A Growing Movement: Students Aim to Change Culture and Policies Surrounding Sexual Assault on Campus

3,066. That’s the number of students—85 percent of those who voted in the latest UC election—who agreed with the UC referendum asserting that Harvard should reexamine its sexual assault practices and policies.
By Reina A.E. Gattuso

3,066. That’s the number of students—85 percent of those who voted in the latest UC election—who agreed with the UC referendum asserting that Harvard should reexamine its sexual assault practices and policies.

It’s a number that has caught the administration’s attention: In response to student concern, the Office of Student Life, under Dean Evelynn M. Hammonds, has recently convened a Sexual Assault Resources working group. The working group will “assess accessibility, transparency, and gaps in services,” writes Office of Sexual Assault Prevention and Response director Sarah A. Rankin. It is a response to at least a semester’s worth of actively voiced student concern.

Policies and Practices

The referendum that sparked this working group stems from a movement known as Our Harvard Can Do Better. The movement’s organizers seeks to galvanize students across the Harvard population behind a shared concern regarding sexual assault practices and policies. Our Harvard Can Do Better’s platform points to specific ways that Harvard can improve its framework for addressing sexual assault. “

A main point of us doing this is to make clear to everyone—both participants in the sexual act—what exactly is defined as consent,” says Pearl Bhatnagar ’14, who, along with Kate Sim ’14, is a lead organizer in the movement.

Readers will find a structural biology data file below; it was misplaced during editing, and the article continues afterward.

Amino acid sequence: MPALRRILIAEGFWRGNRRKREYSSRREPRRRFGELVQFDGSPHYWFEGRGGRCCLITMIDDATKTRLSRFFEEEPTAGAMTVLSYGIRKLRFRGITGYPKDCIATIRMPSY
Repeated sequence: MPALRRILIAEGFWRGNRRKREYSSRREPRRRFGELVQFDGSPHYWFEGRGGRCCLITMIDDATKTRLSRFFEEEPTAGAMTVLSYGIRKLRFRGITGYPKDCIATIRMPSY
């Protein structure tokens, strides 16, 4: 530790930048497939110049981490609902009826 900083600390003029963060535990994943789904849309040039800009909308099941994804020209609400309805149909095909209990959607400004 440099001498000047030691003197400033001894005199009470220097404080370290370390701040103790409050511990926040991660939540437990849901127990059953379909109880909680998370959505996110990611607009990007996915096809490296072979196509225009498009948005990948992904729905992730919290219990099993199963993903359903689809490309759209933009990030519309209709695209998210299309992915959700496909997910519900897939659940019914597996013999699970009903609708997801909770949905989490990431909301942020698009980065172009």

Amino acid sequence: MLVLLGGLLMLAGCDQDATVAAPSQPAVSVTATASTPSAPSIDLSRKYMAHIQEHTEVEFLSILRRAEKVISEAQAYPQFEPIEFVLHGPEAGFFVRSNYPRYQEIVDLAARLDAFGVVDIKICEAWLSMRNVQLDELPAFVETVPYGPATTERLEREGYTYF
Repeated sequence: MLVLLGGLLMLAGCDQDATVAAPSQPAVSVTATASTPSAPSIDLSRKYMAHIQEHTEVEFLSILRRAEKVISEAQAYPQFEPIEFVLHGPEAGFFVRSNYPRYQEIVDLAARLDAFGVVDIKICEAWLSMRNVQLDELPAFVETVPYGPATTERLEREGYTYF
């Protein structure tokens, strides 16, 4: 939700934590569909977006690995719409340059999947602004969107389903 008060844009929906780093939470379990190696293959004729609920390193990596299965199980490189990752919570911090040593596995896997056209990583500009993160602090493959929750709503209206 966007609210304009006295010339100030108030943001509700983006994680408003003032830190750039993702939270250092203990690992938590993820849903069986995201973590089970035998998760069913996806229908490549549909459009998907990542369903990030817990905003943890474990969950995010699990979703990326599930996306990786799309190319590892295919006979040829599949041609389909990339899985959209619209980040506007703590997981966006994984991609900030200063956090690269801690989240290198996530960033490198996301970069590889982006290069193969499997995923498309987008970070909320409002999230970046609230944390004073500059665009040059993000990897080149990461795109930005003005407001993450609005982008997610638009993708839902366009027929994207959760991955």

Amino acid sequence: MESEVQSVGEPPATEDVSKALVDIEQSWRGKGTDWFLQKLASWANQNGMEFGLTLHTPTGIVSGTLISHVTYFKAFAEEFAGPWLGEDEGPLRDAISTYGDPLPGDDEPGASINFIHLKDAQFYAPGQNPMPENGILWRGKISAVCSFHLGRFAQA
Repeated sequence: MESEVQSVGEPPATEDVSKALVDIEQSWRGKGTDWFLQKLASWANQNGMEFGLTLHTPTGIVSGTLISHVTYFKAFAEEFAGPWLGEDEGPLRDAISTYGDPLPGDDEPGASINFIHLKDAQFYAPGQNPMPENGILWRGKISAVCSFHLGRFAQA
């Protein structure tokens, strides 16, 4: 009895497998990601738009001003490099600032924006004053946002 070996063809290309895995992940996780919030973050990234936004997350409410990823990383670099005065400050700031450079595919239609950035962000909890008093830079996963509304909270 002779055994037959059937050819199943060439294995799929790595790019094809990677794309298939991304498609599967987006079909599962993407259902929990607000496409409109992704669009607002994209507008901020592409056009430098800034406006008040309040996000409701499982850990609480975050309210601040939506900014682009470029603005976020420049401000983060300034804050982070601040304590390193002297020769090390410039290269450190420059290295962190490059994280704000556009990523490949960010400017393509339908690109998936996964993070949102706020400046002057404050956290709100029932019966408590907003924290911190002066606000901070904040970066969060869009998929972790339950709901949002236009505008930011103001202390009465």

Currently, the Handbook for Students expresses a negative consent policy, defining rape as occurring when one party expresses unwillingness for sex. Our Harvard Can Do Better organizers, in contrast, are campaigning for the adoption of an affirmative consent policy, meaning that both parties need to actively indicate willingness for sexual activity.

According to those involved in the movement, the official policy of negative consent is inconsistent with educational practices.  “Practices focus on affirmative consent, while policy remains one of negative consent, which creates a problem,” says Sahil A. Khatod ’14, a UC representative involved in Our Harvard Can Do Better.

In addition, campaign organizers want the College to reexamine the wording of its policy regarding “mental incapacitation,” important in alcohol- and drug-related incidents. “There isn’t very specific language on mental incapacitation,” says Khatod.

Additionally, Administrative Board policy for peer disputes, including sexual assault, currently requires that the Ad Board be “sufficiently persuaded” that an assault took place for disciplinary action to be taken against the accused student, in contrast with the “preponderance of evidence” required by some of Harvard’s peer institutions. “Talking to administrators, we’re unclear as to where this difference lies between ‘preponderance of evidence’ and ‘sufficiently persuaded,’” says Bhatnagar. Our Harvard Can Do Better seeks to better understand the policy’s language to ensure that the burden of proof does not disproportionately fall on the victim.

Other points include increased administrative transparency in how sexual assault cases are handled and increased funding and staffing for OSAPR.

Underpinning it all, campaign leaders stress a renewed commitment to prevention education. These educational efforts are vital, say Our Harvard Can Do Better organizers, as sexual assault is a more pervasive issue than many might think.

“I truly think that people don’t understand the extent to which rape culture and sexual assault pervade our campus,” says Leah Reis-Denis ’13, who is involved with the campaign.